Jig-saws offer precision finishes and to the millimetre cuts, ideal for anyone wanting to attempt small home projects, and a good starter tool for a competent teen. Ryobi relatively new players here in Ireland, but well respected by amateurs and pros alike, have a wide choice for every pocket with a variety of cut depths, wattage and speed, including a clever laser guided jigsaw (WLJC800) for €33. Woodie’s. If you want to invest more, pendulum action jig-saws allow for more cutting speed.


There’s always the latest this or that in hammer, spanners and other hand tools, but quality and brand are essential. Comfort of use is important too, and there are all sorts of small modifications that can make a tool a favourite. In hand tools, large diameter handles (rather stumpy to look at) give extra torque to the user and a soft grip keeps them from slipping in use. Men can become especially fascinated by collecting great tools, so see if there’s one key item they are hankering for.

Screw-driver sets are another home-run. Variety is key to attack every type of job, so look for a set that includes heads for pozidrive, philips, torx and slotted varieties of screw head in chrome-vanadium steel. That terrace of large or small in a boxed set will raise some pleasing gasps for a younger DIYer and standard drivers are useful for everyday jobs and precisions are ideal for fiddly turns, such as wiring plugs. A magnetised head will help the user to keep the screw in play and VDE/insulated models will give them some limited protection if they hit a live cable.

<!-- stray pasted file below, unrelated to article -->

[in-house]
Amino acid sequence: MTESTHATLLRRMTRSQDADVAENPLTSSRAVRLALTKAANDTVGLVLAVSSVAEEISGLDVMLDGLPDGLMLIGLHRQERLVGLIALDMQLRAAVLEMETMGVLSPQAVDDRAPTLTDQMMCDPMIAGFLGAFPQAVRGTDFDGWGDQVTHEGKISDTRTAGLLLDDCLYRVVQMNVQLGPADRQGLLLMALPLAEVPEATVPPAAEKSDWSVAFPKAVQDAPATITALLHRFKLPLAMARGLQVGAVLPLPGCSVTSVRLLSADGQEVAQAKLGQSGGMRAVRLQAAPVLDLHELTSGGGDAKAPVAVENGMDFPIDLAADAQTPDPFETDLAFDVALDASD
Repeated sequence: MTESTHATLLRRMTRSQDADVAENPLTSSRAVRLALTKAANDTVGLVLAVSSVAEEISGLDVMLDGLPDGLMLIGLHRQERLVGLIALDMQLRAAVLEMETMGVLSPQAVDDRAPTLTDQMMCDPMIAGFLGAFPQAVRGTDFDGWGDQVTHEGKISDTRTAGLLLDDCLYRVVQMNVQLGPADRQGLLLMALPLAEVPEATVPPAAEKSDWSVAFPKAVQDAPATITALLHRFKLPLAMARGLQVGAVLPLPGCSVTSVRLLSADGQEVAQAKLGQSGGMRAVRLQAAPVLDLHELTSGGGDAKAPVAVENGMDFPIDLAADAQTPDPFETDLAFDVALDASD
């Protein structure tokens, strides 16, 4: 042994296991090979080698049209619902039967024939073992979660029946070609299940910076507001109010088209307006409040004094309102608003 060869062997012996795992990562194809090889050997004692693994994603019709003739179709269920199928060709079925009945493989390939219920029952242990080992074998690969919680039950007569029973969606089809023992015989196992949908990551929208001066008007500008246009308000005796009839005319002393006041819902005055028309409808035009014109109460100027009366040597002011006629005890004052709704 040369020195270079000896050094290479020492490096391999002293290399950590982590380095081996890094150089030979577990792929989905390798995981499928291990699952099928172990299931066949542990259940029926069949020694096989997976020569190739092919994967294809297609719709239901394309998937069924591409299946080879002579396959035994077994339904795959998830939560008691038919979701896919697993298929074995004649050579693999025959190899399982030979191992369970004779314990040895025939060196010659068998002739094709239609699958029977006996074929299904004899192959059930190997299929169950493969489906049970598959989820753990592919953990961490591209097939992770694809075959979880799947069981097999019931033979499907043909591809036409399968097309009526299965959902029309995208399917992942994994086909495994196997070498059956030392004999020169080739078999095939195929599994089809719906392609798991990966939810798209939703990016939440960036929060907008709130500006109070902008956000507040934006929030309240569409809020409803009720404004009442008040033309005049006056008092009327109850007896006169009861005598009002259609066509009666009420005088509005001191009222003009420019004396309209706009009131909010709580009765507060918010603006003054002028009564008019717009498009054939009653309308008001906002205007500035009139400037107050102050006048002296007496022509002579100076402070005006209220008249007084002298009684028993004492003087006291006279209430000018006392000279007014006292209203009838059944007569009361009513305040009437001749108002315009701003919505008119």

Expect to pay in the area of €30 for a screwdriver kit in a good brand such as JCB. If you can rally another €30, what about a dedicated home-tool kit such as the MacAllister 23-piece Home Tool Kit, complete with everything from hammers to levels, to pliers, hacksaw and tape, making it ideal for a starter home? From B&Q.


If you think your recipient is already well supplied with equipment, an extra tool box is always welcome, and those that double as a sturdy low step are multi-functional diamonds. Stanley, kings in this field, make a superb range starting for as little as €17 for a good 16” box with 2 integrated trays in the lid, metal latches and a tote tray to carry small parts directly to the job (2000 Series). Woodie’s DIY carry the Tactix range of boxes, so cheap they would make great wrapping for other DIY tools and presents at just €10 for a 20” box. For granite-jawed toolers, the Contractors Box from Stanley can operate as a stool and workbench and wheels into position to take an armful of power tools. Very macho at €60 and even tested to 60km of high speed rumbling about.

If there’s one thing no home should be without, it’s a laser level. Brilliant for hanging everything from shelving to wallpaper, you can also find this technology built into other cutting tools. We fancy the Bosch PLL5 laser level with horizontal, vertical and digital levelling lines. It’s light and easy to attach with a magnetic plate for perfect adjustment, and boasts a bright 635nm laser diode for a particularly clearly visible laser line. €39, suppliers nationwide.